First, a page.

July 2010, International Medieval Congress, University of Leeds. ‘Queenship & the Landscape: lordship & agency in the estates of English medieval queens’.

Feb 2010, University of Würzburg conference, ‘Herrschaft & Burgenlandschaften: Fränkische & Internationale Forschung im Vergleich’: ‘Beyond the Castle Gate: The role of royal landscapes in constructions of English medieval kingship - and queenship’.

Feb 2010, University of Cambridge Institute of Continuing Education conference, ‘Medieval Parks: Recent Research’: ‘Putting the “Royal” Back into Forests: the role of medieval hunting landscapes in constructions of kingship - and queenship’.

Sept 2009, Institute of Historical Research workshop ‘Women in the Later Medieval Economy and Related Social Issues’: ‘Late-Medieval Queens Consort: control and [landed] resources’.

Sept 2008, Joint organiser, AHRC-backed conference, ‘People and Place: Landscape and Identity through Time’, University of Chichester (with Nottingham University and the Sussex Archaeological Society): Paper entitled ‘Medieval Parks: authority & access’.

Sept 2008, The Fifteenth Century Conference, University of Wales, Aberystwyth: ‘Medieval Parks: Authority & Access’ (assistant organiser).

July 2008, International Medieval Congress, University of Leeds: ‘Changing Woodland Management in the Early Modern period: the evidence from Clarendon, Wiltshire’.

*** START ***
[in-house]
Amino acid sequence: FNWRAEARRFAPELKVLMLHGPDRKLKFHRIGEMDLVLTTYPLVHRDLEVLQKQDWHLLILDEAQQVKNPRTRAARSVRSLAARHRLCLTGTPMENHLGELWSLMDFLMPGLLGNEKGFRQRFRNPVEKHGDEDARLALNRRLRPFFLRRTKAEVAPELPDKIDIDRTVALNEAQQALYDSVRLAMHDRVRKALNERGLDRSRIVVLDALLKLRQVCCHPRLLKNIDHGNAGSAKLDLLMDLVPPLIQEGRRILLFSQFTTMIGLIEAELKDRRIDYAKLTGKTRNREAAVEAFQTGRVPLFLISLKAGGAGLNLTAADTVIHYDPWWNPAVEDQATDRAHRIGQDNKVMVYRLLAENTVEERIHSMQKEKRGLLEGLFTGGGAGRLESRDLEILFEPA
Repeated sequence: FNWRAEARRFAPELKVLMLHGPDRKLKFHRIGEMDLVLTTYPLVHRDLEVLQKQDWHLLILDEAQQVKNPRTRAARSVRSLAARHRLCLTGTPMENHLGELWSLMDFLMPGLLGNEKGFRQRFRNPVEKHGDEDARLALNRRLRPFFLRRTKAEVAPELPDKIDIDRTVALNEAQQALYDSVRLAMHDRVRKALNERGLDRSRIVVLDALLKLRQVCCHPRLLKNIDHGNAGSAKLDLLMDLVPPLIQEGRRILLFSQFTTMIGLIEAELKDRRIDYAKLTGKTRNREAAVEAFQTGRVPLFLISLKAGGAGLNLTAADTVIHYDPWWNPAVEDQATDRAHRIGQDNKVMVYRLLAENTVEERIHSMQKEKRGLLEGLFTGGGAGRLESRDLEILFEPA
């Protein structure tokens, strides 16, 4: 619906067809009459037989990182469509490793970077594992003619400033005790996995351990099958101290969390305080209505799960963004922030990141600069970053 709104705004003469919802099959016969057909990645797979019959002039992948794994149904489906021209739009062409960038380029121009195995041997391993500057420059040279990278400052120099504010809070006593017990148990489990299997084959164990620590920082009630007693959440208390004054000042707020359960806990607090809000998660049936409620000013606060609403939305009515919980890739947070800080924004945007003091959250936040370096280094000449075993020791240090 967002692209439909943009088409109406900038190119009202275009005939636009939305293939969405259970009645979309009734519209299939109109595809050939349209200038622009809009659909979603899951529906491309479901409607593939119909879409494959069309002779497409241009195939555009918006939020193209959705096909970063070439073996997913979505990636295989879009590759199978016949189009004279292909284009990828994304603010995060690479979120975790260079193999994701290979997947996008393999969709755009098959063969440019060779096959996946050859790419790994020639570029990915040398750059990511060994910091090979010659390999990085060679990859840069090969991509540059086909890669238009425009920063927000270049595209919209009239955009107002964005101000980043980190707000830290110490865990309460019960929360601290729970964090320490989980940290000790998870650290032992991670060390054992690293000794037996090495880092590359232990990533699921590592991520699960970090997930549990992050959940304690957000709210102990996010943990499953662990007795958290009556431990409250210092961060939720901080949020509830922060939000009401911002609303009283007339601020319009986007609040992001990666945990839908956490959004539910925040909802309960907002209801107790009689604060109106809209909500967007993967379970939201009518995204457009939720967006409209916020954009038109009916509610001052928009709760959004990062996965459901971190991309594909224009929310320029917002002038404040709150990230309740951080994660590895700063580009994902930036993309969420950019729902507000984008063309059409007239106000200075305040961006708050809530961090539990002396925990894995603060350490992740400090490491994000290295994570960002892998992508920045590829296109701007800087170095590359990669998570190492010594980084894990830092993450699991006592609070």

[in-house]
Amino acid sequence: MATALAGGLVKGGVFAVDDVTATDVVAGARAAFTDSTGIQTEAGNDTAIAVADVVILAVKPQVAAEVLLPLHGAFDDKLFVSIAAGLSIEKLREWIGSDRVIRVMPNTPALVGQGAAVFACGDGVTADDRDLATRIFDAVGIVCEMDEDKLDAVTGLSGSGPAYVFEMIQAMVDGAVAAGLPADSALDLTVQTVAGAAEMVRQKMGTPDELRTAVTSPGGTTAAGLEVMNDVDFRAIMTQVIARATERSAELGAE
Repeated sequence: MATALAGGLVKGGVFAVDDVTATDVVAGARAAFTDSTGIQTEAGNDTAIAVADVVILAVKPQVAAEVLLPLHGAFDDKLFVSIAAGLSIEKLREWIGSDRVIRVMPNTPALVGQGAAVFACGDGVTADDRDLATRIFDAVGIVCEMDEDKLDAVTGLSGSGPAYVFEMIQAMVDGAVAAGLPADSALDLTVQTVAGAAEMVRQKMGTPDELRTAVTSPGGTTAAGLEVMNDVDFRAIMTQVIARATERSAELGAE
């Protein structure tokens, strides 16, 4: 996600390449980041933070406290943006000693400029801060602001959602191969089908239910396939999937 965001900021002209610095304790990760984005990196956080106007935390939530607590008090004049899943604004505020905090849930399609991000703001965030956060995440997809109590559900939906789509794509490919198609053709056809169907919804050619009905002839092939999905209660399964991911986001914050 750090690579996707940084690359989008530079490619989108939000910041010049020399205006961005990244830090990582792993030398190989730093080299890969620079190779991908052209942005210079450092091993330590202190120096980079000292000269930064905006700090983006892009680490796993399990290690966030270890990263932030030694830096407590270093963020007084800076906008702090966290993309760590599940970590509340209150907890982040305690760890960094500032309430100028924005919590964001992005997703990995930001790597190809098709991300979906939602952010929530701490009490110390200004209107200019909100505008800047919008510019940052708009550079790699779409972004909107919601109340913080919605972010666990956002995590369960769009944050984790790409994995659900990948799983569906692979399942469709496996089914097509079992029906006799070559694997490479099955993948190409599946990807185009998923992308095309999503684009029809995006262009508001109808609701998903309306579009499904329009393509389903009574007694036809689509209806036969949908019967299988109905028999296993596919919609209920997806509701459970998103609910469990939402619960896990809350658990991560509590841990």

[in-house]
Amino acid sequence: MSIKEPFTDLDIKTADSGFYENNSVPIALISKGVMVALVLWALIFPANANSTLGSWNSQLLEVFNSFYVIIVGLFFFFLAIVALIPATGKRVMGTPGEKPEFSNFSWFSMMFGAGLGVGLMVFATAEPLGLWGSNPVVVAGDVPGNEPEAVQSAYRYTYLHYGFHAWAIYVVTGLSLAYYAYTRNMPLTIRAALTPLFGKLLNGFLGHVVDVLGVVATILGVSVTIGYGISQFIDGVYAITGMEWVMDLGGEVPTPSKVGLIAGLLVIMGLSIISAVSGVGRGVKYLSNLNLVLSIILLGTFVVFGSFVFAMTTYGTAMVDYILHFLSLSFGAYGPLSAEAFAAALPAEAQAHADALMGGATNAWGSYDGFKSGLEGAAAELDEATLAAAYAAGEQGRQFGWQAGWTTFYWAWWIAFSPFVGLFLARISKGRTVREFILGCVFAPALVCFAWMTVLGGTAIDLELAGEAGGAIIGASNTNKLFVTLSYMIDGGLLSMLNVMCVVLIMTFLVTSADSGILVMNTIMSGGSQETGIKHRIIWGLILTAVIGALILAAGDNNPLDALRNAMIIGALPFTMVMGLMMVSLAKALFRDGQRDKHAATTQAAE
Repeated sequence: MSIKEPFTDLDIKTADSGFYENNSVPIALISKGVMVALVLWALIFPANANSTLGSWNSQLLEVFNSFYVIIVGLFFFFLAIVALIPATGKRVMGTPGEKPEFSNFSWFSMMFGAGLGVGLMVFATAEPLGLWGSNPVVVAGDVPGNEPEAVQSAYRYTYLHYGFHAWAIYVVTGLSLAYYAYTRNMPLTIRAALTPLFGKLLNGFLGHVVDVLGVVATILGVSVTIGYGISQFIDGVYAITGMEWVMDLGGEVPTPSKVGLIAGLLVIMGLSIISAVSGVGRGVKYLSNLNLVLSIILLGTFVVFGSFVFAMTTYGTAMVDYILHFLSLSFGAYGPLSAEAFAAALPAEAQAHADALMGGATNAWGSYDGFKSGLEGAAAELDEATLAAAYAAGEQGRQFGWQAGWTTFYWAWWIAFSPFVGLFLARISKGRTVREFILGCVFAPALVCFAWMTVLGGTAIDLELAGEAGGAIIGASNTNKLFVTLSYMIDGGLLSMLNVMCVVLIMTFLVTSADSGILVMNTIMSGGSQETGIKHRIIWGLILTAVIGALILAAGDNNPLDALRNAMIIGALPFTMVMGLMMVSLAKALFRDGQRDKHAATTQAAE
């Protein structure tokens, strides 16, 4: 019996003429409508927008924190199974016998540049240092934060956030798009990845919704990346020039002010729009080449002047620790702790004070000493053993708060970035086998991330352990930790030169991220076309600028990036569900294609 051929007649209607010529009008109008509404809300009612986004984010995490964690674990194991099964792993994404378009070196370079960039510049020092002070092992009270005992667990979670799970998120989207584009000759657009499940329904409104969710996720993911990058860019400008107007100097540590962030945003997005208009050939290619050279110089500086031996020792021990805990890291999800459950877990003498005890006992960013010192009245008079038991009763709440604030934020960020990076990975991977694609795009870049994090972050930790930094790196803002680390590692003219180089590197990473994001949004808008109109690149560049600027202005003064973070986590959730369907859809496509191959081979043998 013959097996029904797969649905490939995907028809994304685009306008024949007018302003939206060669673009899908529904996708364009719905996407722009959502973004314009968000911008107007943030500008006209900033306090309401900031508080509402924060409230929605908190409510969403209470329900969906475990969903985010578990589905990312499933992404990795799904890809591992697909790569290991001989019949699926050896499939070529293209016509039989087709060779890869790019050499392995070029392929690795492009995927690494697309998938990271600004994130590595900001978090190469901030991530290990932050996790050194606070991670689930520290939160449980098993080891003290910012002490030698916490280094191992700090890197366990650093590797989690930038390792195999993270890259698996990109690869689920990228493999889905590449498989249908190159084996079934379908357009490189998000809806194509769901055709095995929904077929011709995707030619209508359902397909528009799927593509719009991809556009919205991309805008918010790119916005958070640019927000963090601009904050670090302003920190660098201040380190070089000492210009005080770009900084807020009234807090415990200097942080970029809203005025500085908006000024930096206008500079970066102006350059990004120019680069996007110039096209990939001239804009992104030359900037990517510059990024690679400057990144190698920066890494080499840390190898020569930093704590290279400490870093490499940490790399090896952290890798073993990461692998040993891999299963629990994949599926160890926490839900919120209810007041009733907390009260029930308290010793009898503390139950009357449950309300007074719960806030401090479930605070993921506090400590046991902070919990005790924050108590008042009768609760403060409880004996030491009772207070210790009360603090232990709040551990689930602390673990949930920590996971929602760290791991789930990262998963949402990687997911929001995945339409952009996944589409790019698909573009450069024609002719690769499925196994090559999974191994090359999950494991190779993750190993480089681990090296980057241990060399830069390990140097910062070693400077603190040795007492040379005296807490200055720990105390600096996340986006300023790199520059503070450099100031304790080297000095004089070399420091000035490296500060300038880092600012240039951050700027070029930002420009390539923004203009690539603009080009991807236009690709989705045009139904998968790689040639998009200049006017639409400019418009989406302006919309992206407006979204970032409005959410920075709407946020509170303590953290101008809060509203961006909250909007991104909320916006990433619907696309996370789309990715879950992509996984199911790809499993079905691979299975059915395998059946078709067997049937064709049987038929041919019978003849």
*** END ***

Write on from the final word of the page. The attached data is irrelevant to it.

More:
Sept 2007, Biodiversity and Landscape History Research Institute Conference, ‘The History, Ecology and Archaeology of Medieval Parks’, Sheffield Hallam University: ‘The King’s Chief Delights”: the use, design and symbolism of royal deer parks in the later Middle Ages’.

July 2007, International Medieval Congress, University of Leeds. Organiser of interdisciplinary conference strand ‘The Medieval Park: New Perspectives’.

June 2007, Institute of Historical Research Locality and Region Seminar: ‘Artificial Compositions: Gardens, Parks and Conceptions of landscape in England at the End of the Middle Ages’.

PHD Supervision

I am interested in supervising MPhil and PhD students in British social and cultural history or interpretive archaeology c.1150-1700, with a particular focus on gender and material culture (e.g. buildings, landscapes, clothing and artistic representations).

I have supervised three candidates to completion, working on the socio-cultural meanings of medieval and early modern giants; the progresses of Elizabeth I in Hampshire and Sussex, and timber framed buildings in Hampshire c.1250-1530.

I am currently second supervisor to two research students, researching the literary evolution of the wizard from the Middle Ages to the present, and the British Civil Wars (1642-51) and the English arms industry.